ORIGINALLY PUBLISHED ON AUG. 6, 1998
By Steve Newton
Hollywood surely is the land of make-believe—especially for people like the producers of Halloween: H20. Why, they only had to close their eyes and click their heels three times and all those pesky Halloween sequels—including 1995’s nonsensical Halloween: The Curse of Michael Myers—vanished from memory.
That way, they could pretend that H20 was the actual follow-up to John Carpenter’s low-budget blockbuster of 1978 and make a big deal about it taking place 20 years after the original.
Too bad it’s only a smidgen better than the series’ first first sequel, 1981’s gory Halloween II.
Directed by Steve Miner—famous for getting Jason to squeeze a guy’s head so hard in Friday the 13th, Part III that one of his eyeballs shot right out at ya in 3-D—H20 finds masked slasher Michael Myers still stalking his sister, Laurie Strode (original Halloween star Jamie Lee Curtis).
Under the alias Keri Tate, Strode now works as the headmistress of a private school in a small Northern California town, and because she’s severely traumatized by her run-in with Myers, she guzzles copious amounts of Chardonnay, gets testy with waiters, and necks with the school’s boring guidance counsellor (Adam Arkin).
Because Mikey frowns on office romances, he sets out to teach Strode a lesson, but he first warms up by plunging a hockey skate into a beer-stealing teen’s face and slitting the throat of a nurse who bugged him in Halloween. Then he sets out after Strode’s 17-year-old son and his three school friends, who’ve skipped out on a field trip to Yosemite National Park in favour of trying to have sex.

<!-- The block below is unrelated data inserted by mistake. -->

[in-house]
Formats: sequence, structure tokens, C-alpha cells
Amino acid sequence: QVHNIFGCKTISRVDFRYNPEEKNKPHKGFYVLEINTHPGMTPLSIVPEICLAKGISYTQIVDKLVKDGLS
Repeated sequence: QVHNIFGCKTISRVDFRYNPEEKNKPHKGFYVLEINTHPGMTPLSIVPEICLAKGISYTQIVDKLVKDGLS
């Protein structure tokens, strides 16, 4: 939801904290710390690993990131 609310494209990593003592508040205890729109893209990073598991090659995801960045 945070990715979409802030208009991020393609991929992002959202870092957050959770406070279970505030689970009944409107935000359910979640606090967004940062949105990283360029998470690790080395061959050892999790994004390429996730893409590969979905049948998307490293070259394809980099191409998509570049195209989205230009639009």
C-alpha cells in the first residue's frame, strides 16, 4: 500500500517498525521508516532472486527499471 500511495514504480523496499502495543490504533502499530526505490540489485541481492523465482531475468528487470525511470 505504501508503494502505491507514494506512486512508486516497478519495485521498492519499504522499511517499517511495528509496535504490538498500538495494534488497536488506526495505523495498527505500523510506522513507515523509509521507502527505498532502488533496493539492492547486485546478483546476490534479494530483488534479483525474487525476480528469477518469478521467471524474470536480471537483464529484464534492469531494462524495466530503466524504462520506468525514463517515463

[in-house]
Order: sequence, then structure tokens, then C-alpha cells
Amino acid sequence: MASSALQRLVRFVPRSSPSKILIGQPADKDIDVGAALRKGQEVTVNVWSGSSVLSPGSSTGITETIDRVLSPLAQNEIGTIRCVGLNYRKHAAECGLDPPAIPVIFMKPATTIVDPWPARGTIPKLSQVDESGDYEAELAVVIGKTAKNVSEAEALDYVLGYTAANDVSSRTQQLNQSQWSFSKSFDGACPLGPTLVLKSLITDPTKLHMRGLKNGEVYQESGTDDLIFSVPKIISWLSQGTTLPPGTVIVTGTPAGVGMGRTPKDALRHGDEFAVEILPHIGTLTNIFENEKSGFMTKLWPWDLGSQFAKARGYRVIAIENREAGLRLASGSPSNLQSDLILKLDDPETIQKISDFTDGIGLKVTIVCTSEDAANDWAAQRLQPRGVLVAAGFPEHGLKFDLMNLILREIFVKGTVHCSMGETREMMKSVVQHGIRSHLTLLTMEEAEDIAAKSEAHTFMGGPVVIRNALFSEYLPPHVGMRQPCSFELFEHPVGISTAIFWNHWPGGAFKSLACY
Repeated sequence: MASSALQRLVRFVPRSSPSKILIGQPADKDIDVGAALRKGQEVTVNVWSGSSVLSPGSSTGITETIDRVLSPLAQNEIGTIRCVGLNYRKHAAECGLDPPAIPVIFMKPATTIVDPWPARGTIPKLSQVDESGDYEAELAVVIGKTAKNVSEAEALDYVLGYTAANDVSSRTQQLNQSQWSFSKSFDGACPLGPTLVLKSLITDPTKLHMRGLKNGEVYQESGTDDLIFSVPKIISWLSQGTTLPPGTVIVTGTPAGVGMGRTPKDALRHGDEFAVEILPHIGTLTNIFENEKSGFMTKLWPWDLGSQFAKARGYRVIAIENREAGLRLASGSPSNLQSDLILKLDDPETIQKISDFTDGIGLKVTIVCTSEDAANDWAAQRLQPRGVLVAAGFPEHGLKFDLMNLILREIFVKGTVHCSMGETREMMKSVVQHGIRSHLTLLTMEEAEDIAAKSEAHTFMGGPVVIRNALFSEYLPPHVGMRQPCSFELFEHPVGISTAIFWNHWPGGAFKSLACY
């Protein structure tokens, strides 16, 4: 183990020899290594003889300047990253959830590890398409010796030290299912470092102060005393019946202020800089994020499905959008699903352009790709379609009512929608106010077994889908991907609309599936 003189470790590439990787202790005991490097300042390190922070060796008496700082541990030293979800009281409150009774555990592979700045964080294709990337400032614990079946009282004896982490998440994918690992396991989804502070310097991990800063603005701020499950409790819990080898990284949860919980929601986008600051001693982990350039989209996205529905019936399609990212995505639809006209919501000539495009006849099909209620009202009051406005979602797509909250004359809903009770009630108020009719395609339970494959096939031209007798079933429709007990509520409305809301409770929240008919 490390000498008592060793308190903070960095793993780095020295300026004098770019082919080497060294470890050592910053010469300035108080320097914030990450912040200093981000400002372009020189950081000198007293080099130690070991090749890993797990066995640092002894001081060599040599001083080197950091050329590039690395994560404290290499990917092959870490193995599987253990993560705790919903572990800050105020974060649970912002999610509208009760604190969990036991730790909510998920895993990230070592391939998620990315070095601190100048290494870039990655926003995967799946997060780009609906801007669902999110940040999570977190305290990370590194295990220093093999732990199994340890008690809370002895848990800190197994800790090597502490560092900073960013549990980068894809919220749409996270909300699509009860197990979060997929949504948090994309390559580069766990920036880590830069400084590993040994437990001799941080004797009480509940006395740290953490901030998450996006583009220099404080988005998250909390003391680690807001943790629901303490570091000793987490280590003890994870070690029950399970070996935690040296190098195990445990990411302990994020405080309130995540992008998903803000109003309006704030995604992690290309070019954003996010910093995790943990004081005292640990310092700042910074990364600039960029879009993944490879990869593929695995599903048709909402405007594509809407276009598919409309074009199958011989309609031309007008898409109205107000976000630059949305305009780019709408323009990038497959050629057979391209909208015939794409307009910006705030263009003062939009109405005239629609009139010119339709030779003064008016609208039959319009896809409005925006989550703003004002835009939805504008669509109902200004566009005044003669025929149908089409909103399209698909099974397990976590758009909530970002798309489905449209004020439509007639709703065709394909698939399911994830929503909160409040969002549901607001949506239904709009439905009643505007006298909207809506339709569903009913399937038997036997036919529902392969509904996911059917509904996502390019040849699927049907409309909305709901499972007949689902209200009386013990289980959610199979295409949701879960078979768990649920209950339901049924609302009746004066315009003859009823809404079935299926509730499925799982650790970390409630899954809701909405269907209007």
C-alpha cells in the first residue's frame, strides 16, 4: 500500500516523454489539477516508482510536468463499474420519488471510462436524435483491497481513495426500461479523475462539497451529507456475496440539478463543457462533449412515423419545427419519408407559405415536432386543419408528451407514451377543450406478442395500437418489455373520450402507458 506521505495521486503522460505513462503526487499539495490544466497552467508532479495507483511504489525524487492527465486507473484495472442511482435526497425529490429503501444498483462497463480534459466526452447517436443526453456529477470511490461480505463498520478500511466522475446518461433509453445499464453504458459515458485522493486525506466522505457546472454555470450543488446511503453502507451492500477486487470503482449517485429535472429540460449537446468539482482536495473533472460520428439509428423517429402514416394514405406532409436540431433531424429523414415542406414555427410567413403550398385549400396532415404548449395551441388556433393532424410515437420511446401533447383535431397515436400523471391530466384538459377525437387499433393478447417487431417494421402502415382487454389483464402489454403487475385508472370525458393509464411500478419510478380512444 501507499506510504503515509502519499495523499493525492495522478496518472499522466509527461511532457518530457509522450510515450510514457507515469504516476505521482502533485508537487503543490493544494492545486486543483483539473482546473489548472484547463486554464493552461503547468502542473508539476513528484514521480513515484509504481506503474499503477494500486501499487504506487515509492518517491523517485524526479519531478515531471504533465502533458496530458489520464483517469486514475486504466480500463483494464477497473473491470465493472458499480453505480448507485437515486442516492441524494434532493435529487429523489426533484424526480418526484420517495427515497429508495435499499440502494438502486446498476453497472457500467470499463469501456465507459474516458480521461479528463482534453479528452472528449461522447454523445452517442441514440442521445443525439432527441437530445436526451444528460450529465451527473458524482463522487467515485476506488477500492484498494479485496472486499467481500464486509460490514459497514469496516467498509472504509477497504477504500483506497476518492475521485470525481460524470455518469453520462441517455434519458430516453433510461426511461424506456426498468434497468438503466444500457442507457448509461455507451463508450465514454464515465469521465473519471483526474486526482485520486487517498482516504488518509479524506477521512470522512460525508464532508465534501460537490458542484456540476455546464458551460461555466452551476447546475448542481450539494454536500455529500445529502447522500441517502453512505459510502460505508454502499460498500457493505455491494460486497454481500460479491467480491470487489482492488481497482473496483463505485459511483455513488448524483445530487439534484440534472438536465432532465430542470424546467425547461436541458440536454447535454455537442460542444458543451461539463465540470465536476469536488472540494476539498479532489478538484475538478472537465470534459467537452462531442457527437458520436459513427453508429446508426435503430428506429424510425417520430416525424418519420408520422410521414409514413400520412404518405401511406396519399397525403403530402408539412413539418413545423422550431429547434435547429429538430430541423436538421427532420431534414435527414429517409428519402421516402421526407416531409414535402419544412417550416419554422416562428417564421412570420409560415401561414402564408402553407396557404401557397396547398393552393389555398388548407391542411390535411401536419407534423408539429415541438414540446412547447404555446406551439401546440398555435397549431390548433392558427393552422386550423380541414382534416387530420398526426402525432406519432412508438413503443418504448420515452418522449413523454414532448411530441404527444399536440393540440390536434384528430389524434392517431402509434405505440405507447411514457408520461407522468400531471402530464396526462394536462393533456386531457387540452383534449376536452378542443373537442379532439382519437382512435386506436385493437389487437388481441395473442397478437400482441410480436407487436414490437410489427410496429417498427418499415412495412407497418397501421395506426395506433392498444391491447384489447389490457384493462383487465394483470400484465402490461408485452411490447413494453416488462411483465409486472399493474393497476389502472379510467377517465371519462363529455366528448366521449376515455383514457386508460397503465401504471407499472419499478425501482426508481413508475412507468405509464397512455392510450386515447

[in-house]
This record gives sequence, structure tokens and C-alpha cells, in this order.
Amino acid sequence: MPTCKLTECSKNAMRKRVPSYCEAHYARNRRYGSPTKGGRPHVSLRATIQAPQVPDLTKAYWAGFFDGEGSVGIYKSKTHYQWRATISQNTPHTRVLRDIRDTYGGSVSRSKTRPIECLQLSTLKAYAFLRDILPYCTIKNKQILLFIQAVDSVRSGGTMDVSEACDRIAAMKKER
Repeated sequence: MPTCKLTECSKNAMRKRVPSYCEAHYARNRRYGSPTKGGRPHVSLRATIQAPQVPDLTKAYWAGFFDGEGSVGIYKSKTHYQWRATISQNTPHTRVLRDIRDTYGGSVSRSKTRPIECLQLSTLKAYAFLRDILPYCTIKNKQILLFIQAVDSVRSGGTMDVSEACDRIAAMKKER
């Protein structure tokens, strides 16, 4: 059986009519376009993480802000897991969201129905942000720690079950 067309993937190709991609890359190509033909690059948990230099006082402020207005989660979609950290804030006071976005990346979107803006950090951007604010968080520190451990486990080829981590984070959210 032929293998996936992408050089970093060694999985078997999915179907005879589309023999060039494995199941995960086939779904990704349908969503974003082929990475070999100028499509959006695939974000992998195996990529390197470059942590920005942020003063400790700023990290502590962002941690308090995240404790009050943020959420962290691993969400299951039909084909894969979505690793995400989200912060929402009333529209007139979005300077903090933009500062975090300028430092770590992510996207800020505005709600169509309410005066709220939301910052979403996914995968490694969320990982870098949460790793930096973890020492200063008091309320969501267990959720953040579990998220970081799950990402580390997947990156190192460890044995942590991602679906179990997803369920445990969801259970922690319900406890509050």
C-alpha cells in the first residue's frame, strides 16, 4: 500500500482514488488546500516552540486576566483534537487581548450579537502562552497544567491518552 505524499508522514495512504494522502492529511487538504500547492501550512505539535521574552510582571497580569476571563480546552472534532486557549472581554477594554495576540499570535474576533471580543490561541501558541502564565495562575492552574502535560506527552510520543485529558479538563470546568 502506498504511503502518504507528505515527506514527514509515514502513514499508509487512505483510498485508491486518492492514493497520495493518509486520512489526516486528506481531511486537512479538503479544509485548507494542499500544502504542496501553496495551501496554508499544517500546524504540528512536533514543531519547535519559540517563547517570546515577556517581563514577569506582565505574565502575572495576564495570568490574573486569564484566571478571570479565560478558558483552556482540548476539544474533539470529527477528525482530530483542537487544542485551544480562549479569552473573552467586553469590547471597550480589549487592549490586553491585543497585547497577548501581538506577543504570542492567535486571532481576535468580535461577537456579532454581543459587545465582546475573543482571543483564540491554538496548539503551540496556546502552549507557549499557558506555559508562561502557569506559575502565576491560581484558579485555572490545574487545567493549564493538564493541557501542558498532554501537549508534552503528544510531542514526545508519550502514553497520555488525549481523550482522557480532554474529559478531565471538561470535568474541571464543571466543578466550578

But the only penetration occurs via Myers’s trusty butcher knife—at least until Strode reverts to her heroic scream-queen persona. In the meantime, the filmmakers reach new heights of psychological sadism by having the alcoholic basket case relive her mind-numbing nightmare in a cruel, drawn-out fashion.
In the first page of the Halloween: H20 press kit, there’s a friendly request from the folks at Alliance Releasing to “keep as many, if not all, of its exciting plot developments a secret so that the audience can enjoy them for the first time”.
Well, audiences won’t be enjoying anything for the first time here. The minimalistic keyboard score, shadow-drenched lighting, and low, constantly moving camera are all throwbacks to Halloween.
And as far as “exciting plot developments” go, not even wishes in the land of make-believe could conjure those.
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